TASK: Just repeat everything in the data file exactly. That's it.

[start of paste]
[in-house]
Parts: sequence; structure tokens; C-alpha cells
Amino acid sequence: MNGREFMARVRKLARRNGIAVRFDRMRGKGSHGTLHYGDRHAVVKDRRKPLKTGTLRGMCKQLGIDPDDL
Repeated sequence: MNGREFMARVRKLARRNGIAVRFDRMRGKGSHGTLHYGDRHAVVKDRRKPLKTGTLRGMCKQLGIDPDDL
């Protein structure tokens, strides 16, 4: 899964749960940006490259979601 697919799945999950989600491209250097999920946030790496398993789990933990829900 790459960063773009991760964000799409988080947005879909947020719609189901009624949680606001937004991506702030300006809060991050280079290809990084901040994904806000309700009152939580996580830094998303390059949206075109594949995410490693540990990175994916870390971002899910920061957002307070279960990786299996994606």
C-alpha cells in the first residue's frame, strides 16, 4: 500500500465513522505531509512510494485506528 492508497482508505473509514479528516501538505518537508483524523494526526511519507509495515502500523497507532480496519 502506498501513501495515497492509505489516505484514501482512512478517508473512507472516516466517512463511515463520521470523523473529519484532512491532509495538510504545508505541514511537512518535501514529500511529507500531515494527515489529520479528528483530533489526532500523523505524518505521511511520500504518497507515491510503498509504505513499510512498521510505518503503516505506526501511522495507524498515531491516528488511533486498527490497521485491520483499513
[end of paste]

[in-house]
Parts: sequence; structure tokens; C-alpha cells
Amino acid sequence: MNGREFMARVRKLARRNGIAVRFDRMRGKGSHGTLHYGDRHAVVKDRRKPLKTGTLRGMCKQLGIDPDDL
Repeated sequence: MNGREFMARVRKLARRNGIAVRFDRMRGKGSHGTLHYGDRHAVVKDRRKPLKTGTLRGMCKQLGIDPDDL
């Protein structure tokens, strides 16, 4: 899964749960940006490259979601 697919799945999950989600491209250097999920946030790496398993789990933990829900 790459960063773009991760964000799409988080947005879909947020719609189901009624949680606001937004991506702030300006809060991050280079290809990084901040994904806000309700009152939580996580830094998303390059949206075109594949995410490693540990990175994916870390971002899910920061957002307070279960990786299996994606």
C-alpha cells in the first residue's frame, strides 16, 4: 500500500465513522505531509512510494485506528 492508497482508505473509514479528516501538505518537508483524523494526526511519507509495515502500523497507532480496519 502506498501513501495515497492509505489516505484514501482512512478517508473512507472516516466517512463511515463520521470523523473529519484532512491532509495538510504545508505541514511537512518535501514529500511529507500531515494527515489529520479528528483530533489526532500523523505524518505521511511520500504518497507515491510503498509504505513499510512498521510505518503503516505506526501511522495507524498515531491516528488511533486498527490497521485491520483499513